Newswise — No matter how many pelvic examinations a woman has, it's unlikely she'll ever feel at ease about being asked to place her feet up in metal stirrups. Still, the stirrups position is thought to afford the best view of the vulvovaginal area and facilitate proper placement of exam instruments. According to the findings of a new study, however, there may be an acceptable, less vexing alternative, reports the October 2006 issue of Harvard Women's Health Watch.
In a randomized trial of stirrups versus no stirrups for routine gynecological exams, researchers found that women who were allowed to keep their feet on the examining table felt significantly more comfortable than those whose feet were placed in stirrups. The study also demonstrated that it's possible to perform pelvic exams and obtain Pap smears—important screening tests for cervical cancer—without using stirrups.
For some women, feelings of exposure, discomfort, or even pain during exams are potential barriers to getting gynecological care. Having the no-stirrups option might encourage more women see their doctors regularly for Pap smears. According to Harvard Women's Health Watch, doctors may want to see more evidence that Pap smears obtained without stirrups are comparable in quality to those obtained using stirrups before making a change. Dr. Celeste Robb-Nicholson, editor-in-chief of the Harvard Women's Health Watch, suggests that if you're interested in having a pelvic exam with your feet on the table instead of in stirrups, discuss it with your clinician.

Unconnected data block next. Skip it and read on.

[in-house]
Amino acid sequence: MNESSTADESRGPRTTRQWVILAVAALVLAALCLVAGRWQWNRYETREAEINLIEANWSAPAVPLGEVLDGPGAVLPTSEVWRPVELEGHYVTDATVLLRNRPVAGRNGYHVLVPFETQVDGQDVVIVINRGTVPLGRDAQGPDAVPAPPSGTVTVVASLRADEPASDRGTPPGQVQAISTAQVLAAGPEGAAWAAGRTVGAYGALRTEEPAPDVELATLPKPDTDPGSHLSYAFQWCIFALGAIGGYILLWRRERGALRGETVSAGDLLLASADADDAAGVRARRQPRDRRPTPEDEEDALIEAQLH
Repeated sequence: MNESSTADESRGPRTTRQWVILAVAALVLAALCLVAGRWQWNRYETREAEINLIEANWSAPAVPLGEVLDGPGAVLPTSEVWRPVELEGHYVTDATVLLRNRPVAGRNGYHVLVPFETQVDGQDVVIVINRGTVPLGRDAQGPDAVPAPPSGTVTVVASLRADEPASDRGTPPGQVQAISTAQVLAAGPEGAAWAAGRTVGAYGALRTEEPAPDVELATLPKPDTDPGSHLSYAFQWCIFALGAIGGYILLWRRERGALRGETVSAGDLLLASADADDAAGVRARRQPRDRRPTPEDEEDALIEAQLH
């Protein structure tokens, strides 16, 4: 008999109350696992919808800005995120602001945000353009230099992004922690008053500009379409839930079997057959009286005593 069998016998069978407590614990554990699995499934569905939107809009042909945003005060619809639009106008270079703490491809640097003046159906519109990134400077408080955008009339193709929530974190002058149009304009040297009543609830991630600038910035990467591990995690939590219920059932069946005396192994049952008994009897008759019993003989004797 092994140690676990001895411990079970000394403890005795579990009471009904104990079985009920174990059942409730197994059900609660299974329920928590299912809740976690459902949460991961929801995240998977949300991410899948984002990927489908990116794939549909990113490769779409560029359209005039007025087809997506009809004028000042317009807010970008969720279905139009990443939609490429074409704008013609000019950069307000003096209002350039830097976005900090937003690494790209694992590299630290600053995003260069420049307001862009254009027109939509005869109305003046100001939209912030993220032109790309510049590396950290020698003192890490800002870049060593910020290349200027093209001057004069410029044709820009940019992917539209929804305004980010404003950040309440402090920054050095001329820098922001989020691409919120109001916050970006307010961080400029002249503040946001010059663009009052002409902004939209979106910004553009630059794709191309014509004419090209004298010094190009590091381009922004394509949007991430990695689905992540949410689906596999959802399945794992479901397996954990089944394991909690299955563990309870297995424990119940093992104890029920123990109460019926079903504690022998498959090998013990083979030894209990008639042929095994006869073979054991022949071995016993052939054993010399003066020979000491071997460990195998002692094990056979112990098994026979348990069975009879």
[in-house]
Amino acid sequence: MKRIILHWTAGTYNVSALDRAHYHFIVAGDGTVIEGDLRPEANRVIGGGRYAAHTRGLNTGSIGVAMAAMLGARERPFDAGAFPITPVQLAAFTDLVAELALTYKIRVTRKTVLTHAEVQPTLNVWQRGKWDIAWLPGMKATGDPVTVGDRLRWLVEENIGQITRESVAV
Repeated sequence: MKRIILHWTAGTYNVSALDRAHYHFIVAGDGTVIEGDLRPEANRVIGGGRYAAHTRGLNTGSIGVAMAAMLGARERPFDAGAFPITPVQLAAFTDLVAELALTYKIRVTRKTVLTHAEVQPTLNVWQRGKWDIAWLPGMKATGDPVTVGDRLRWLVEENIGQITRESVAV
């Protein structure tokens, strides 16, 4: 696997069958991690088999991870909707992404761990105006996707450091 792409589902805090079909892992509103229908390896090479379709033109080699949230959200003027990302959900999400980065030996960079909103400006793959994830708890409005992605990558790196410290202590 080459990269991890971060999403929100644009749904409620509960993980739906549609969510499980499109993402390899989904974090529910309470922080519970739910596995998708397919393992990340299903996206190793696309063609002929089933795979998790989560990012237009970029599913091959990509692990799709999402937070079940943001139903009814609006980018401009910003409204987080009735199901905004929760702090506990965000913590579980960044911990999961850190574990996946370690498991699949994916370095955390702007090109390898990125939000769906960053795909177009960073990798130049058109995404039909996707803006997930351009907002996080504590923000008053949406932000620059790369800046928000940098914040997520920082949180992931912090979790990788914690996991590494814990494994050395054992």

Also in this issue:"¢ The needs of breast cancer survivors"¢ Progressive supranuclear palsy"¢ Reflux disease and modest weight gain"¢ Black women and insulin resistance"¢ By the way doctor: Does cigarette smoke smell pose a risk? Are self-tanning sprays and lotions safe?
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